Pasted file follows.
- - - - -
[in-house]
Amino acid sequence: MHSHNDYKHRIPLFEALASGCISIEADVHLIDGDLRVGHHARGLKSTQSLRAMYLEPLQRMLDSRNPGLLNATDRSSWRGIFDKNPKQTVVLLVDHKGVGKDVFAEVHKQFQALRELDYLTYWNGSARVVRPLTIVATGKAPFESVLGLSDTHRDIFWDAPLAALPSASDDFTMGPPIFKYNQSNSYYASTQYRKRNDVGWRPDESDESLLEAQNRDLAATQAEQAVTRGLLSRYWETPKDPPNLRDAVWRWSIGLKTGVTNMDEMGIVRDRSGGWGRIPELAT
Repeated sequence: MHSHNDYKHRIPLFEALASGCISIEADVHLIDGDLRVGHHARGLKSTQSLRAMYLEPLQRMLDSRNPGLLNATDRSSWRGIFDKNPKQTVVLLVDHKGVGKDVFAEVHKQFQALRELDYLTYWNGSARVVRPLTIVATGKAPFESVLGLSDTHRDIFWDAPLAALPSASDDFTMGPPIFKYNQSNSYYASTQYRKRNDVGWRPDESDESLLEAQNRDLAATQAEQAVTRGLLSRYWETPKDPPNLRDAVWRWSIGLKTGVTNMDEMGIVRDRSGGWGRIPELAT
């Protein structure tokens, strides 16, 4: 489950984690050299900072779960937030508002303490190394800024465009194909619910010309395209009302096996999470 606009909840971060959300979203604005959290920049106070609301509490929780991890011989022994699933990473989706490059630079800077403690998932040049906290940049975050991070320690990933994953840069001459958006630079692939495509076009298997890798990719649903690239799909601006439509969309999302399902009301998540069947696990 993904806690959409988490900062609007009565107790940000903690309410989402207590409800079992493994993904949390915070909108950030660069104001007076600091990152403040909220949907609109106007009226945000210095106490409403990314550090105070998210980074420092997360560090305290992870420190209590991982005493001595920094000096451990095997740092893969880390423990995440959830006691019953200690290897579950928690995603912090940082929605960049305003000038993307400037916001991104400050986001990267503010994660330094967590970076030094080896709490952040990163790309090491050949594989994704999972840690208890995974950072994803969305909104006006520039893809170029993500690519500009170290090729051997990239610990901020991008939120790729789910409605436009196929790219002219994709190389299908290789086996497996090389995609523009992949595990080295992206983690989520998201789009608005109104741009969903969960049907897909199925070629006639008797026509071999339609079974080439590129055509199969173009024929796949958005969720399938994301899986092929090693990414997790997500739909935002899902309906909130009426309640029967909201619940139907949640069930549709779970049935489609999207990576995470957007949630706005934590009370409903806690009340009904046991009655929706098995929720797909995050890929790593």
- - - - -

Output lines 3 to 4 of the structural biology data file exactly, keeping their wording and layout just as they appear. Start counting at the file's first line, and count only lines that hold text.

Repeated sequence: MHSHNDYKHRIPLFEALASGCISIEADVHLIDGDLRVGHHARGLKSTQSLRAMYLEPLQRMLDSRNPGLLNATDRSSWRGIFDKNPKQTVVLLVDHKGVGKDVFAEVHKQFQALRELDYLTYWNGSARVVRPLTIVATGKAPFESVLGLSDTHRDIFWDAPLAALPSASDDFTMGPPIFKYNQSNSYYASTQYRKRNDVGWRPDESDESLLEAQNRDLAATQAEQAVTRGLLSRYWETPKDPPNLRDAVWRWSIGLKTGVTNMDEMGIVRDRSGGWGRIPELAT
């Protein structure tokens, strides 16, 4: 489950984690050299900072779960937030508002303490190394800024465009194909619910010309395209009302096996999470 606009909840971060959300979203604005959290920049106070609301509490929780991890011989022994699933990473989706490059630079800077403690998932040049906290940049975050991070320690990933994953840069001459958006630079692939495509076009298997890798990719649903690239799909601006439509969309999302399902009301998540069947696990 993904806690959409988490900062609007009565107790940000903690309410989402207590409800079992493994993904949390915070909108950030660069104001007076600091990152403040909220949907609109106007009226945000210095106490409403990314550090105070998210980074420092997360560090305290992870420190209590991982005493001595920094000096451990095997740092893969880390423990995440959830006691019953200690290897579950928690995603912090940082929605960049305003000038993307400037916001991104400050986001990267503010994660330094967590970076030094080896709490952040990163790309090491050949594989994704999972840690208890995974950072994803969305909104006006520039893809170029993500690519500009170290090729051997990239610990901020991008939120790729789910409605436009196929790219002219994709190389299908290789086996497996090389995609523009992949595990080295992206983690989520998201789009608005109104741009969903969960049907897909199925070629006639008797026509071999339609079974080439590129055509199969173009024929796949958005969720399938994301899986092929090693990414997790997500739909935002899902309906909130009426309640029967909201619940139907949640069930549709779970049935489609999207990576995470957007949630706005934590009370409903806690009340009904046991009655929706098995929720797909995050890929790593």